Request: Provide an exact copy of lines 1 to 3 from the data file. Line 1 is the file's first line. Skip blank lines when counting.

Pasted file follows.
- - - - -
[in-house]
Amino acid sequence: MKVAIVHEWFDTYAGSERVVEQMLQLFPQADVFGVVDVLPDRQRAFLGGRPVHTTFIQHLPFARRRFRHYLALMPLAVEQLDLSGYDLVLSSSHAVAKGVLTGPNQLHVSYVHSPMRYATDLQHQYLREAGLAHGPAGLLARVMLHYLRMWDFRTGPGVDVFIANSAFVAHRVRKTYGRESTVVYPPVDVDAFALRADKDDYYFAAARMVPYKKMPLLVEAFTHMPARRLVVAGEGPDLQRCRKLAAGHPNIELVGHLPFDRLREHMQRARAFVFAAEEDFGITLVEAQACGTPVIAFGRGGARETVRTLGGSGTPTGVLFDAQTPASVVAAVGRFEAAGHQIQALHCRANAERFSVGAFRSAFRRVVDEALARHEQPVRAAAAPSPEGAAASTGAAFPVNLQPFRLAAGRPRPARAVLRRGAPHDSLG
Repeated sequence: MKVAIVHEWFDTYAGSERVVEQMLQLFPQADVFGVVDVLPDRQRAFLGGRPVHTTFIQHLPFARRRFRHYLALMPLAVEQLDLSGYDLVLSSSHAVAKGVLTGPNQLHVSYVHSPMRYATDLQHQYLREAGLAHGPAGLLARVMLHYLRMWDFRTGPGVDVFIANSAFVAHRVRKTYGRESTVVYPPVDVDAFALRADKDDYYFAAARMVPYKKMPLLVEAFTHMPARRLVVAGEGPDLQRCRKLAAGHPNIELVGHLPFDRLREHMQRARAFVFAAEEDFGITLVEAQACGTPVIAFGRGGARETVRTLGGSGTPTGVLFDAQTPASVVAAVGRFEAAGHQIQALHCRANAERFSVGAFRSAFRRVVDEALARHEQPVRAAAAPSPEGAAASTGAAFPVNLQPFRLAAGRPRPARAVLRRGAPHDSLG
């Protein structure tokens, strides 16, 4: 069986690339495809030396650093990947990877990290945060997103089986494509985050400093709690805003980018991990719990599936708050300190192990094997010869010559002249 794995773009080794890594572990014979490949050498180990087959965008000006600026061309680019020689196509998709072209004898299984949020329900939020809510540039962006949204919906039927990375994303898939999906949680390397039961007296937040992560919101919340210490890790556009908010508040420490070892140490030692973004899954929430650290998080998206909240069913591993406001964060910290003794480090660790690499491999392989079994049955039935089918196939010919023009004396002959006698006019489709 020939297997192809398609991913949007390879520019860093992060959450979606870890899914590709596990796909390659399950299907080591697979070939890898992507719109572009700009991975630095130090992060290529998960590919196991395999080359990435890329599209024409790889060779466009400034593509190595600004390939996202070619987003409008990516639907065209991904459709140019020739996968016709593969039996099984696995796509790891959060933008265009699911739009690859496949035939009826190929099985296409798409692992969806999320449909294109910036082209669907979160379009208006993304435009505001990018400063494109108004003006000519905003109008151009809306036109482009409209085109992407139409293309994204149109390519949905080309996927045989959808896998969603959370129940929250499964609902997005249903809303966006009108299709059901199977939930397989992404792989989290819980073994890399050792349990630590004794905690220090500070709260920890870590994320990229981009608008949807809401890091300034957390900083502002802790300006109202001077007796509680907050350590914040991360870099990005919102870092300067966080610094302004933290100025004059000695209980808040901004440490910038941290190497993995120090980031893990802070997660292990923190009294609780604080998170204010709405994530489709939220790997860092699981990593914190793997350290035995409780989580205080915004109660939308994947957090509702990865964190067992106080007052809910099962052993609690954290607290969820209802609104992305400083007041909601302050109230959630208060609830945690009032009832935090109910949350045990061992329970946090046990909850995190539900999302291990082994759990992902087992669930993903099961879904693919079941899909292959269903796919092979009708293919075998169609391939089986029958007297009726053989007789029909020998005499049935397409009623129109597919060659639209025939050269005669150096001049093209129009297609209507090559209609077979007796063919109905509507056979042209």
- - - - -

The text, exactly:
[in-house]
Amino acid sequence: MKVAIVHEWFDTYAGSERVVEQMLQLFPQADVFGVVDVLPDRQRAFLGGRPVHTTFIQHLPFARRRFRHYLALMPLAVEQLDLSGYDLVLSSSHAVAKGVLTGPNQLHVSYVHSPMRYATDLQHQYLREAGLAHGPAGLLARVMLHYLRMWDFRTGPGVDVFIANSAFVAHRVRKTYGRESTVVYPPVDVDAFALRADKDDYYFAAARMVPYKKMPLLVEAFTHMPARRLVVAGEGPDLQRCRKLAAGHPNIELVGHLPFDRLREHMQRARAFVFAAEEDFGITLVEAQACGTPVIAFGRGGARETVRTLGGSGTPTGVLFDAQTPASVVAAVGRFEAAGHQIQALHCRANAERFSVGAFRSAFRRVVDEALARHEQPVRAAAAPSPEGAAASTGAAFPVNLQPFRLAAGRPRPARAVLRRGAPHDSLG
Repeated sequence: MKVAIVHEWFDTYAGSERVVEQMLQLFPQADVFGVVDVLPDRQRAFLGGRPVHTTFIQHLPFARRRFRHYLALMPLAVEQLDLSGYDLVLSSSHAVAKGVLTGPNQLHVSYVHSPMRYATDLQHQYLREAGLAHGPAGLLARVMLHYLRMWDFRTGPGVDVFIANSAFVAHRVRKTYGRESTVVYPPVDVDAFALRADKDDYYFAAARMVPYKKMPLLVEAFTHMPARRLVVAGEGPDLQRCRKLAAGHPNIELVGHLPFDRLREHMQRARAFVFAAEEDFGITLVEAQACGTPVIAFGRGGARETVRTLGGSGTPTGVLFDAQTPASVVAAVGRFEAAGHQIQALHCRANAERFSVGAFRSAFRRVVDEALARHEQPVRAAAAPSPEGAAASTGAAFPVNLQPFRLAAGRPRPARAVLRRGAPHDSLG